Simulation models enable programmers to test machine software before the actual machine even exists. And when the machine is finally delivered, the customer benefits from more reliable software support. The R&D team at Optima Nonwovens has demonstrated this in the case of a packaging machine for personal care products.
If the machine's control system does not detect that it is only controlling a simulation model, then Christina Weitze and Jan Buck have done their job correctly. The former, a mechanical engineer, was the one who “built” the virtual machine. The latter, an electrical engineer, can put “his” software through its paces, even though the individual components of the actual machine are still only just being manufactured. Weitze and Buck are part of the R&D team at Optima Nonwovens. They have been exploring the potential of virtual machines for several years, and using them in customer projects. One such was a special packaging machine for sanitary pads, which is already in operation at the customer's company.
At Optima Nonwovens, no two projects or machines are the same. However, in this case it was clear as soon as the order was placed that the team would have to introduce a lot of innovative features. For example, the individual modules needed to be flexibly adjustable, and the machine had to use a special kind of product transportation system. All of this presented new challenges for the machine software. Developing a simulation model, on which the software could be tested was definitely going to be worthwhile. Christina Weitze was on the case. She took all the dimensional drawings that the mechanical engineers had produced for the process, i.e. all the dimensions relevant to processing, and incorporated them in the simulation model. She also reproduced the sensor system, such as the light barriers, and the actuators, such as the motors and pneumatic cylinders. "The virtual machine has to include all the components from which the software would expect to receive a response in reality," explains Weitze.
Despite the effort involved – which must not be underestimated – a virtual machine is, of course, up and running far sooner than the real one, for which the individual components have to be manufactured. So it is worth Jan Buck trying to program the machine software as quickly as he can. He can then test it thoroughly on the simulation model and optimize it if necessary.
“Of course, the machine is reproduced in a simplified form in the simulation,” explains Buck. However, the logical processes are the same. If, for example, product pusher A goes off course, it must not collide with product pusher B. That is just as true for the virtual machine as it is for the real one, and can be ensured in the course of the simulation testing. Virtual products are even produced, transported and discharged from the machine at the end. In this respect, the virtual commissioning is closer to how the machine will be operated for real at the customer's premises than the commissioning of the actual machine in the FAT (Factory Acceptance Test). This is because, on the virtual machine, the products are fed in continuously, just like they will be later when it is used in practice. In the FAT process in the machine room, on the other hand, often only small quantities of the product are manually placed in the machine for packaging.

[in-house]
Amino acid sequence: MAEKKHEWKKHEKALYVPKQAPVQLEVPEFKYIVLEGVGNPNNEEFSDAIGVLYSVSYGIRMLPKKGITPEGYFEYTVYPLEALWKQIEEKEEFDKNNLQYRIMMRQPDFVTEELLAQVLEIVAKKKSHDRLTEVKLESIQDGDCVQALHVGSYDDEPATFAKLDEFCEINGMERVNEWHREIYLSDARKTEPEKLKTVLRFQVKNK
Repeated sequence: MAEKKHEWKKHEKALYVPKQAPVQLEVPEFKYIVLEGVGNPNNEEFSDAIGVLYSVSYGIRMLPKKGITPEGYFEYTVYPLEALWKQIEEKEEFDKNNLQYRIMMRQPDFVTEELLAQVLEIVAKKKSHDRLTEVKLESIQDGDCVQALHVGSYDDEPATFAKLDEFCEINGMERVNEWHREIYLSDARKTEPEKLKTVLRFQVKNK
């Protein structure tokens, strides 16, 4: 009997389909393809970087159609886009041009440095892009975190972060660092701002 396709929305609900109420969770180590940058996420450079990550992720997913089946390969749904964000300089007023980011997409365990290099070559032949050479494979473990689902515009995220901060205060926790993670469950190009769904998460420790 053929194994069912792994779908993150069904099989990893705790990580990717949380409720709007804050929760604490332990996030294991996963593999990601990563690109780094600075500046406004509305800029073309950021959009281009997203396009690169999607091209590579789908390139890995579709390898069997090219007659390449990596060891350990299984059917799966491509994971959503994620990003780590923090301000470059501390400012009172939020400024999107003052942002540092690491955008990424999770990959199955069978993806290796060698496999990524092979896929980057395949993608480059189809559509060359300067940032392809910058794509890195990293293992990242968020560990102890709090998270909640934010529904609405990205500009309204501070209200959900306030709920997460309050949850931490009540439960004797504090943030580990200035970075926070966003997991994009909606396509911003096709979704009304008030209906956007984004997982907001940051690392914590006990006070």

Buck is very pleased with all the new possibilities. He recalls, “previously, I was really only able to start the programming work when the machine was virtually fully assembled. Then there was not much time left before it was delivered.” He adds that doing the software engineering further upstream made the test phase longer, and that “we can now use that time to adjust the settings using the actual product.” Buck can also test out scenarios in advance which could put the plant into critical mode, such as an unexpected intervention by an operator. After all, “In the simulation, nothing can get broken,” says the software engineer, smiling. This means that the customer receives a machine that has been tested particularly thoroughly. The result? More reliable quality with no delays in the delivery time, especially in the case of unusual machines with special specifications for the machine software.
The virtual machine certainly still served a useful purpose even after the actual machine had been delivered. Buck has already used it several times since – whenever the customer has a special request or needs to eliminate an unusual, unpredictable fault. Buck emphasizes, “We can initially test out improvements and upgrades here at the office on the 1:1 simulation model. Only when the software is working perfectly here do we send it to the customer.” If, as in this case, the customer is operating the machine in a distant country, a great deal of time is saved, and the engineer can concentrate on his software support work instead of spending time traveling.
If Buck had not already been convinced of the benefits, the reactions of his customers would have persuaded him. “They are absolutely delighted with the simulation process.” It is quite something when they can see on a video that their request has been implemented on the virtual machine and then the software can be installed directly. It is also significant that a follow-on project is already getting under way. Despite the fairly major mechanical changes, the enhanced machine will soon be running perfectly, first virtually, then for real.